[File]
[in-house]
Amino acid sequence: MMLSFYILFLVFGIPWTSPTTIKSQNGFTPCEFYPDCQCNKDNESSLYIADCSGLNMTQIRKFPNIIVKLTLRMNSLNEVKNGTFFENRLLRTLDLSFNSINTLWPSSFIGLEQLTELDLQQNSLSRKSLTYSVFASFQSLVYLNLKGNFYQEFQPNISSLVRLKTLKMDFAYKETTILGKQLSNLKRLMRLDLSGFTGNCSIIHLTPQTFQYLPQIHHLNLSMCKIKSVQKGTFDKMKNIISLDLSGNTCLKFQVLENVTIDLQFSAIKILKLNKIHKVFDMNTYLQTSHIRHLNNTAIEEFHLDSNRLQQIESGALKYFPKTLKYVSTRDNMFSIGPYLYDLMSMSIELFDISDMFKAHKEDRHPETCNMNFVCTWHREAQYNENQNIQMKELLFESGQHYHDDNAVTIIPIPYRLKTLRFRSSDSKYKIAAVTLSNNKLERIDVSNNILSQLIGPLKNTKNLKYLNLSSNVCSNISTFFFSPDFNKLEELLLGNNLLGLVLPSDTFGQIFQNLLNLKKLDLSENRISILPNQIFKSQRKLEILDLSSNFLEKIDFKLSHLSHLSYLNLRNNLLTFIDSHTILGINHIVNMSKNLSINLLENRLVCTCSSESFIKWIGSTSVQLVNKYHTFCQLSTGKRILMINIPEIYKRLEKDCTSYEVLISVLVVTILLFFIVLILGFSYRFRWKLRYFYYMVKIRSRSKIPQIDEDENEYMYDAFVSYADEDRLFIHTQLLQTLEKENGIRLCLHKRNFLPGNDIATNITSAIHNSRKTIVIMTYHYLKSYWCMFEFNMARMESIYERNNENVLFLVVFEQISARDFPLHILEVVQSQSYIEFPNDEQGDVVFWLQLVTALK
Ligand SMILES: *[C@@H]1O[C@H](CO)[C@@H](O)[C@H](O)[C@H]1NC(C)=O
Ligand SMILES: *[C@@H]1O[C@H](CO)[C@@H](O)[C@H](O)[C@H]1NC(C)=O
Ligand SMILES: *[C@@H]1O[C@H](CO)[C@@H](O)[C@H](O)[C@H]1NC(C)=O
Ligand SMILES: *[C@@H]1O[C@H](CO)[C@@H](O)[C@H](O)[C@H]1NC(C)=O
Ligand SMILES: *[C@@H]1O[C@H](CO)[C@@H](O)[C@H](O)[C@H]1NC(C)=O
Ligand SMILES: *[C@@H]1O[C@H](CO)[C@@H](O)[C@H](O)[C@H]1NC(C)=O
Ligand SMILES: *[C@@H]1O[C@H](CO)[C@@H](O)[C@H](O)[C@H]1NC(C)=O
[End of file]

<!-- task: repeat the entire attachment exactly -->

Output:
[in-house]
Amino acid sequence: MMLSFYILFLVFGIPWTSPTTIKSQNGFTPCEFYPDCQCNKDNESSLYIADCSGLNMTQIRKFPNIIVKLTLRMNSLNEVKNGTFFENRLLRTLDLSFNSINTLWPSSFIGLEQLTELDLQQNSLSRKSLTYSVFASFQSLVYLNLKGNFYQEFQPNISSLVRLKTLKMDFAYKETTILGKQLSNLKRLMRLDLSGFTGNCSIIHLTPQTFQYLPQIHHLNLSMCKIKSVQKGTFDKMKNIISLDLSGNTCLKFQVLENVTIDLQFSAIKILKLNKIHKVFDMNTYLQTSHIRHLNNTAIEEFHLDSNRLQQIESGALKYFPKTLKYVSTRDNMFSIGPYLYDLMSMSIELFDISDMFKAHKEDRHPETCNMNFVCTWHREAQYNENQNIQMKELLFESGQHYHDDNAVTIIPIPYRLKTLRFRSSDSKYKIAAVTLSNNKLERIDVSNNILSQLIGPLKNTKNLKYLNLSSNVCSNISTFFFSPDFNKLEELLLGNNLLGLVLPSDTFGQIFQNLLNLKKLDLSENRISILPNQIFKSQRKLEILDLSSNFLEKIDFKLSHLSHLSYLNLRNNLLTFIDSHTILGINHIVNMSKNLSINLLENRLVCTCSSESFIKWIGSTSVQLVNKYHTFCQLSTGKRILMINIPEIYKRLEKDCTSYEVLISVLVVTILLFFIVLILGFSYRFRWKLRYFYYMVKIRSRSKIPQIDEDENEYMYDAFVSYADEDRLFIHTQLLQTLEKENGIRLCLHKRNFLPGNDIATNITSAIHNSRKTIVIMTYHYLKSYWCMFEFNMARMESIYERNNENVLFLVVFEQISARDFPLHILEVVQSQSYIEFPNDEQGDVVFWLQLVTALK
Ligand SMILES: *[C@@H]1O[C@H](CO)[C@@H](O)[C@H](O)[C@H]1NC(C)=O
Ligand SMILES: *[C@@H]1O[C@H](CO)[C@@H](O)[C@H](O)[C@H]1NC(C)=O
Ligand SMILES: *[C@@H]1O[C@H](CO)[C@@H](O)[C@H](O)[C@H]1NC(C)=O
Ligand SMILES: *[C@@H]1O[C@H](CO)[C@@H](O)[C@H](O)[C@H]1NC(C)=O
Ligand SMILES: *[C@@H]1O[C@H](CO)[C@@H](O)[C@H](O)[C@H]1NC(C)=O
Ligand SMILES: *[C@@H]1O[C@H](CO)[C@@H](O)[C@H](O)[C@H]1NC(C)=O
Ligand SMILES: *[C@@H]1O[C@H](CO)[C@@H](O)[C@H](O)[C@H]1NC(C)=O